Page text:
1. Aperture - which refers to the opening through which light is allowed into the camera. A diaphragm regulates the lens opening and the amount of light that is allowed to pass through and fall on the film or sensor. The aperture is measured in f-stops and will typically range from f/2.8 to f/22 or f/2 to f/16.  What must be remembered is that f/2.8 will allow a lot of light to pass through as the camera’s diaphragm will be wide open while f/22 will allow very little light as the diaphragm is almost closed so that the lens opening is minimal.
    2. Shutter speed – which refers to the length of time the camera’s shutter is open, to allow light to pass through to the film or sensor.  Typically you can have speeds from 1 second to 1/1000 of a second.  Here again a speed of 1/60 will allow much more light to pass through than a speed of 1/1000.
    3. Speed or ISO – refers to the sensitivity of the film or digital camera.  Typically it starts at ISO 100 and goes up to ISO 6000 and higher. If the ISO or sensitivity is high (ISO 800 or more) the film or sensor can record images even in low light conditions whereas if the ISO is low (ISO 100), the film or sensor will record images only in normal light conditions.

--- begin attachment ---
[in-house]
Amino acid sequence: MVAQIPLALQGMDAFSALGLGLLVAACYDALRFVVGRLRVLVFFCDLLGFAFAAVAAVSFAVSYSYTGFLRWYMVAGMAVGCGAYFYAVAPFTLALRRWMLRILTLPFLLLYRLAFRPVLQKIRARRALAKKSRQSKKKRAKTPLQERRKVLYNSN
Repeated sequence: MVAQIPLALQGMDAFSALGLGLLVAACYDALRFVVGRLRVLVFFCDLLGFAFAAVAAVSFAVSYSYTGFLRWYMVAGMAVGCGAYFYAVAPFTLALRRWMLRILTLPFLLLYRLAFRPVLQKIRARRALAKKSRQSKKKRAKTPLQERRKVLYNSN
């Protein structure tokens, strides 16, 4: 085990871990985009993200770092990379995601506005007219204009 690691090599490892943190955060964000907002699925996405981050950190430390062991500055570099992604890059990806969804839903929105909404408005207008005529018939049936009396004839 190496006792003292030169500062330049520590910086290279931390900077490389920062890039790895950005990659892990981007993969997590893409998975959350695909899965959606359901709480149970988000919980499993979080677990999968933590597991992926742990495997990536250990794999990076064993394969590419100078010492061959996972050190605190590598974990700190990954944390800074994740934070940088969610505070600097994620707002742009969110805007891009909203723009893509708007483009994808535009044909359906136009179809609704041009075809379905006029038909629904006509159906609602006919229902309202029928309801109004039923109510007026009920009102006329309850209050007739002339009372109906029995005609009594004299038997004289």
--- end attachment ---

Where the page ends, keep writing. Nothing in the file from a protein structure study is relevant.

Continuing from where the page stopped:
3. All cameras have an auto function, where the camera will measure the ambient conditions and adjust the aperture, shutter speed and ISO automatically so that you get an acceptable quality image. This is very useful for a beginner, as it will allow you to click and get reasonably good photographs without getting frustrated with the first attempts.  However the beginner needs to take a look at the aperture, shutter speed and ISO that the camera used, so that he or she can get an idea and over a period is able to figure out the proper camera settings without having to rely on the camera’s auto function.